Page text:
Tuesday, March 30, 1999

Duke lost? Believe it




BY PAUL DAUGHERTY
The Cincinnati Enquirer

        ST. PETERSBURG, Fla. — This can't be happening. This couldn't have happened. You saw it in the faces of the Duke fans, seated in the close rows across from their team's bench. You saw it in gaze of all of them, and if you looked closer, you saw it in the players' faces, too.

        A season that had been so smooth, so serene, so full of double-digit wins it seemed crafted by a Swiss machine, was down to this:

        Trajan Langdon, the senior guard, with the ball and a dying clock. Connecticut defensive ace Ricky Moore guarding him.

        Langdon, in the lane, working on Moore, working, working ... walking.

        Funny. A season that had been a walk, ended on one.

        Langdon walked with 5.4 seconds to play, UConn leading 75-74. How could this happen?

        “If he got it, he wasn't going to do anything with it,” said Moore. “It was him against me. I stayed solid. I stayed down. He tried to do a spin move and I was right there.”

UConn earned it
        Sometimes, nothing is harder than doing the expected, especially when what's expected is a national championship. A nation of teams are gunning for you. Everyone wants to see if you blink.

        When winning is the only option, what comes from a loss?

        Connecticut beat Duke 77-74 to win the national championship. Straight up. There was no choking, no goat, just great ball by the Huskies, who believed they could win, then played like it.

        The recipe had been simple to concoct, impossible to perfect: Keep it close, plant fear and see what the weight of supposed greatness can do.

        No losses since Nov. 28. Thirty-two smiles in a row. One more from sealing the deal. Richard Hamilton makes two free throws. UConn leads 70-68 with 3:58 left. This can't be happening.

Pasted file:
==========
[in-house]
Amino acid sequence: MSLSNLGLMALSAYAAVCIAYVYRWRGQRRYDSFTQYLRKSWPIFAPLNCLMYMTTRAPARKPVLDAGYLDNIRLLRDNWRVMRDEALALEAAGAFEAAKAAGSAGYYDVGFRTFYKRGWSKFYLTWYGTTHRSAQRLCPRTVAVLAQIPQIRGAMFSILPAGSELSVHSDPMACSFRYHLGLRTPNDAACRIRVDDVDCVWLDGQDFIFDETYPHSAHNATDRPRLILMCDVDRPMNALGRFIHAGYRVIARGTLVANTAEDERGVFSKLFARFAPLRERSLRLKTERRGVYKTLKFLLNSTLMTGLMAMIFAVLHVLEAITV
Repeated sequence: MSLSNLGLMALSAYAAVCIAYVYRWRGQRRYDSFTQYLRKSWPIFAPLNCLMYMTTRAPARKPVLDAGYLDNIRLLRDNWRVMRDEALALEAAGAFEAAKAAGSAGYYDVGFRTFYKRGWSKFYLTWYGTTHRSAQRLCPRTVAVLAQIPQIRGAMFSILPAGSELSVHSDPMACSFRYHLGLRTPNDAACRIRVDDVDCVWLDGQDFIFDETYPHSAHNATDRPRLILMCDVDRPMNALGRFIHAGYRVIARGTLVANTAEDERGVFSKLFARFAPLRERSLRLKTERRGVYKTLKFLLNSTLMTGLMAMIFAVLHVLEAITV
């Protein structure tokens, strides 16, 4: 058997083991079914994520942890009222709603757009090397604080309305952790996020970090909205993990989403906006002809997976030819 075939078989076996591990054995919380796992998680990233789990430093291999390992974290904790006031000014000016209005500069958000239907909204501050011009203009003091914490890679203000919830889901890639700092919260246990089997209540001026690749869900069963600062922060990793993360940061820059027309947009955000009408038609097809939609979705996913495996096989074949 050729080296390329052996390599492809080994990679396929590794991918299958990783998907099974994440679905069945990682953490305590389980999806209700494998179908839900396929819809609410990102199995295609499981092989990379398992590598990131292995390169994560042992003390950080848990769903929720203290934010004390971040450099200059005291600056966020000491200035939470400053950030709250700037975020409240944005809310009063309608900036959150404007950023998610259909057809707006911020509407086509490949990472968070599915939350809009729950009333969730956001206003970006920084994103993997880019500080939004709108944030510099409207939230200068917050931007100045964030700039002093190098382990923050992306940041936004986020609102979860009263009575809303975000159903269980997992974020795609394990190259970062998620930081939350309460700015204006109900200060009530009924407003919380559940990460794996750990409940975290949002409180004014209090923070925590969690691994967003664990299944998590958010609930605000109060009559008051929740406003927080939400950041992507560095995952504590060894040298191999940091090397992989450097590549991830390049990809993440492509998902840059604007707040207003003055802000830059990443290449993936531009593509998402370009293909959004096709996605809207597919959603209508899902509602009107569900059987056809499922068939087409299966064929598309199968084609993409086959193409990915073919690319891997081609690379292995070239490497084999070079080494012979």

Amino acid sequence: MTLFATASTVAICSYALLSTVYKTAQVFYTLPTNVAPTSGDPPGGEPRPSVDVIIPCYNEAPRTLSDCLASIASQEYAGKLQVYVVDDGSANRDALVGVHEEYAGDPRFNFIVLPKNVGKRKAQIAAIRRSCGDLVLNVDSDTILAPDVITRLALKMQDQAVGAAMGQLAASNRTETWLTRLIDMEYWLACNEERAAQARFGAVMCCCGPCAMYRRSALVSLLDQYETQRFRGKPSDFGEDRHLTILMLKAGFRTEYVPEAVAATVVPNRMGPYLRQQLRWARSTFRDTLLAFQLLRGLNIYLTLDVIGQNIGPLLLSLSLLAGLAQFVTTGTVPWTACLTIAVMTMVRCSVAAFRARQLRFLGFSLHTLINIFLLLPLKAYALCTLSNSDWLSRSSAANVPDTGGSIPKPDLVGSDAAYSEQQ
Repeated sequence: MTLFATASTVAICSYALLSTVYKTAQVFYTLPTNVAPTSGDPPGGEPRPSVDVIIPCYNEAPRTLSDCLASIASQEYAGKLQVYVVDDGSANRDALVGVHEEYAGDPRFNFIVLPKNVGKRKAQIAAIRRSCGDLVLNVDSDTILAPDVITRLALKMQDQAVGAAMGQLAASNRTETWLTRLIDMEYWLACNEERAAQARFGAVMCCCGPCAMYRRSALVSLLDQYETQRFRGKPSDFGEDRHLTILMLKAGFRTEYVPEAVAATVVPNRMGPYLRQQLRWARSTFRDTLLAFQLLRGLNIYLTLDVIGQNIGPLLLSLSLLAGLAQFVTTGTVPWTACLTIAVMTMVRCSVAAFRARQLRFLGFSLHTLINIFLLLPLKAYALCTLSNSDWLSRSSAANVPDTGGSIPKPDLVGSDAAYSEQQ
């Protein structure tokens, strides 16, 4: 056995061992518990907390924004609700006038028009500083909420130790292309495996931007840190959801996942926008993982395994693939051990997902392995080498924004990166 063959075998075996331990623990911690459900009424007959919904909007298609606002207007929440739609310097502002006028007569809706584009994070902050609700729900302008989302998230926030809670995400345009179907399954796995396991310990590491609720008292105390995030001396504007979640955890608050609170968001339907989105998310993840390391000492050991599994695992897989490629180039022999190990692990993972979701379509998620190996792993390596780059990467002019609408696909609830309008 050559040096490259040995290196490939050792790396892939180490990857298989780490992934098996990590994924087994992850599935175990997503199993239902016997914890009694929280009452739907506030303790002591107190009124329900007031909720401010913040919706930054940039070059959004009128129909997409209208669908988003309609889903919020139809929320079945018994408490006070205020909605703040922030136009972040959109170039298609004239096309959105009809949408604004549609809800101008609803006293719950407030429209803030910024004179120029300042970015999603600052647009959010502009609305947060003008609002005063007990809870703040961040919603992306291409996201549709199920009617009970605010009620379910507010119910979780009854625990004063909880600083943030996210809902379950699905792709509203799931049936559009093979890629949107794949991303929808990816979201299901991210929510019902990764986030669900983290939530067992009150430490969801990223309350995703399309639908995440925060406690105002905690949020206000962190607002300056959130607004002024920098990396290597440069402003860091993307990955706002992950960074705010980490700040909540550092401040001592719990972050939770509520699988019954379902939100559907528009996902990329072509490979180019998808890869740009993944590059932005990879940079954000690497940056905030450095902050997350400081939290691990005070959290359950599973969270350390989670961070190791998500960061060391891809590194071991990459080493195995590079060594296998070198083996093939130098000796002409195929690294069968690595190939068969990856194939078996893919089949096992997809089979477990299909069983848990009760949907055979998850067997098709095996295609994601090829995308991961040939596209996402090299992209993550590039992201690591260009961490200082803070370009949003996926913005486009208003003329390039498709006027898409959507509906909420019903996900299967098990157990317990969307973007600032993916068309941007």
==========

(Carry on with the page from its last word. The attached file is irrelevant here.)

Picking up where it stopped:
It wasn't that Duke bent under the weight of the legacy it was supposedly creating. The Huskies simply broke them.

        Hamilton calmly dropped a three from the left wing with 3:28 to play. Brand had tried for a steal and missed, leaving Hamilton open. UConn led 73-68. The Duke crowd swayed nervously. This can't be happening.

        The Huskies did everything they needed to do, including holding Elton Brand without a basket for the first 12 minutes. Hamilton, who is velvet in the lane, was too quick for anyone Duke put on him. He had 27.

Moore and Hamilton show
        Moore, the guy coach Jim Calhoun called his best defensive player in 27 years, started the game making shots from all over.

        He made jumpers in the lane, he made layups. With about five minutes left in the half, Moore drove across the lane to his left and pumped up a short fadeaway as he was moving away from the basket. It banked in. He didn't even call it.

        Moore was feeling so chippy that once, after he was fouled, he yelled up at a section of Duke fans, including former Blue Devil deities Christian Laettner and Grant Hill, “They can't guard me!”

        Ricky Moore, 13 points in the first 20 minutes. A seven-points per game scorer. This can't be happening.

        Rip Hamilton, a slender, silky assassin, bent his body this way and that. He had 11 in the first half, nine more in the first 10 minutes after the break.

        Once on transition — the Huskies are beautiful in transition, a real Wallendas act — Hamilton was left wide open for a three on the left baseline. Langdon came flying in from the lane, too late. The trey gave UConn a 62-57 lead.

        Hamilton, a killer. Moore in the first half, banking everything. This can't be happening.

        It did. After Langdon walked, Duke fouled Khalid El-Amin. El-Amin swished the first free throw. Game, set and — he rattled in the next — match.

        UConn won't be recalled in the same light as Villanova in '85 or N.C. State two years earlier. The Huskies were a No.1 seed. But in the Year of Duke, Connecticut stood on the final day. That's all that mattered.

        Enquirer columnist Paul Daugherty welcomes your comments at 768-8454.

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